The Sinaloa Cartel’s fentanyl production continues despite the global pandemic’s limits to Chinese trade, thanks to rogue university chemists.
China is documented as the largest source of illicit chemical precursors going to Mexico for opioid production. They are responsible for the shipment of two primary ingredients known as NPP and 4aNPP, which are essential in the manufacture of fentanyl. If economists are correct, then the global Coronavirus-related shutdowns should have some effect on Mexican cartels’ abilities to manufacture fentanyl. However, recent CBP seizure data indicate near-record amounts of fentanyl appearing in the U.S. on a monthly basis. In February, for example, CBP seized 255 pounds just at ports of entry.
“The Mexican drug cartels work hand-in-hand with corrupt Mexican government officials at high levels, said Terry Cole, a former Special Agent with the DEA. “If the average taxpayer had a basic understanding of how these two groups work together still to this minute, they would be sickened. Sometimes, it’s hard to tell, who-is-who when you are dealing with cartels, federal police, military forces, and the federal government.”
Cole was a high-ranking Special Agent of the Drug Enforcement Administration. He served in some of the most complex parts of the world, with more than 22 years in the DEA. He was posted in Oklahoma, Texas, Colombia, Mexico, and Afghanistan during his career.
“U.S. law enforcement passes locations of meth labs, fentanyl labs, cocaine loads, bulk money movements, and fugitive locations that more than often fall on death ears,” Cole contends. “There just isn’t a willingness to do anything” in response, he adds.
Cash movements between Mexico and China are a common concern for Cole:
The Chinese have established themselves as the global leader in money laundering, fentanyl distribution, and precursor chemical manufacturing/distribution. They often launder money at zero cost to the drug trafficking organization because they send all the cash to China, and the Chinese government has a unique way of currency manipulation that allows money launderers to make their profit on the back end. We often consider this ‘state-sponsored narco-trafficking.’ The Mexican government refuses to investigate, arrest or even prosecute, saying there is a lack of evidence in the case. Bad actors among law enforcement, military, and bureaucratic officials are deeply involved.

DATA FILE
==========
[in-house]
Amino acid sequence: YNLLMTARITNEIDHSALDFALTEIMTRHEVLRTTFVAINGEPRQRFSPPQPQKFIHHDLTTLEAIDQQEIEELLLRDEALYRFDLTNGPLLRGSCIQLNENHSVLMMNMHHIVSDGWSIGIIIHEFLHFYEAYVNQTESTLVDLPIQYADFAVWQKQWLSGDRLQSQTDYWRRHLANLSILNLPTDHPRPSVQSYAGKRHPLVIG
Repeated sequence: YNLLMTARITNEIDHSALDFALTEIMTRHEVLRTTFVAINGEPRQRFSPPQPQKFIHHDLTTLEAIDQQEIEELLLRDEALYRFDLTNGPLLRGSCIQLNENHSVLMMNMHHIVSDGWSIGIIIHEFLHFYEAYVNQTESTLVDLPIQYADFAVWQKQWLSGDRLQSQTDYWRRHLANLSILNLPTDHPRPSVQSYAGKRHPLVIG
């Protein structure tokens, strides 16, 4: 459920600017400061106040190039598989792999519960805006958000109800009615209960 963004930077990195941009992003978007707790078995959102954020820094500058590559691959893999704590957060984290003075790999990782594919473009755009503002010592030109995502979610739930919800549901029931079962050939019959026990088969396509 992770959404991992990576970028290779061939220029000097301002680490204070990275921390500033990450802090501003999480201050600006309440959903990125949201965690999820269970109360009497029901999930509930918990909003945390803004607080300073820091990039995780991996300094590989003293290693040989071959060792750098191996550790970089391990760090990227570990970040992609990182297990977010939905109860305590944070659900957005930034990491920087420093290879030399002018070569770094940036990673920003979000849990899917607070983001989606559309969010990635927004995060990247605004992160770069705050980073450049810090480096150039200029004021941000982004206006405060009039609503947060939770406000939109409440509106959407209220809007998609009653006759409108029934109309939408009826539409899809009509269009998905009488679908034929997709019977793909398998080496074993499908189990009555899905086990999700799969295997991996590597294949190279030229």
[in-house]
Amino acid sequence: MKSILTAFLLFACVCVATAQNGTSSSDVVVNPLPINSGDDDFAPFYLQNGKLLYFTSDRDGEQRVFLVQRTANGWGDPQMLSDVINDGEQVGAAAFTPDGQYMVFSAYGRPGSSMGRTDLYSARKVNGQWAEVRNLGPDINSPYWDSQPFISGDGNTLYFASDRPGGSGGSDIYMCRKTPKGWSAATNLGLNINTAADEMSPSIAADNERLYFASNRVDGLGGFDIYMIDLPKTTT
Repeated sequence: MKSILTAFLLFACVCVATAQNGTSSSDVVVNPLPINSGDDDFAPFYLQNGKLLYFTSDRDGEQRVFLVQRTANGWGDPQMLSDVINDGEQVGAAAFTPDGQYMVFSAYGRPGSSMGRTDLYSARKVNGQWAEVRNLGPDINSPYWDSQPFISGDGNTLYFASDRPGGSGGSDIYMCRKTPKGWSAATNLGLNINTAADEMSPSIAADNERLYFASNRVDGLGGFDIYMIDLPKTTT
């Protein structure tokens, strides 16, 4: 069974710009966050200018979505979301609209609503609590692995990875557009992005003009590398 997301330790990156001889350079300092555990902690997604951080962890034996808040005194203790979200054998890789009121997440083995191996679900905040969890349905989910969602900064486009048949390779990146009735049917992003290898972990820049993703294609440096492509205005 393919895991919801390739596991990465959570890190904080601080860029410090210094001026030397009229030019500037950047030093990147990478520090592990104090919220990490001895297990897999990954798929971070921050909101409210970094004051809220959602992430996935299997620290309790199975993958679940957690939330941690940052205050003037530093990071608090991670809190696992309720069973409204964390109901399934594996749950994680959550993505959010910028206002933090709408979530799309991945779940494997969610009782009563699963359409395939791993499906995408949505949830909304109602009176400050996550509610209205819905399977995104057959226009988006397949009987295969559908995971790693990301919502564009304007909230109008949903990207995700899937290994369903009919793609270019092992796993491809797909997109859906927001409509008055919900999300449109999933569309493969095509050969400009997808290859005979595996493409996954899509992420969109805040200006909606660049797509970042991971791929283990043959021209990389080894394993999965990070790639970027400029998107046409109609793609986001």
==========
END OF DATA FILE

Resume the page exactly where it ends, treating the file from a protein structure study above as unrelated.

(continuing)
The following consists of an abridged interview with Terry Cole.
Jaeson Jones: How do the cartels get chemical precursors from China since they have become regulated under China’s laws, and how are they transported?
Terry Cole: The chemicals are ordered in bulk through the cartels’ Chinese contacts in Mexico. They are shipped via cargo ship as legitimate goods that appear on standard bills of ladings and invoices. The ships arrive, for example, at the Ports of Manzanillo, Lazaro Cardenas, Veracruz, and Ensenada. These ports are under the control of the drug trafficking organizations that facilitate smooth arrival, safe passage, and then delivery to the laboratories.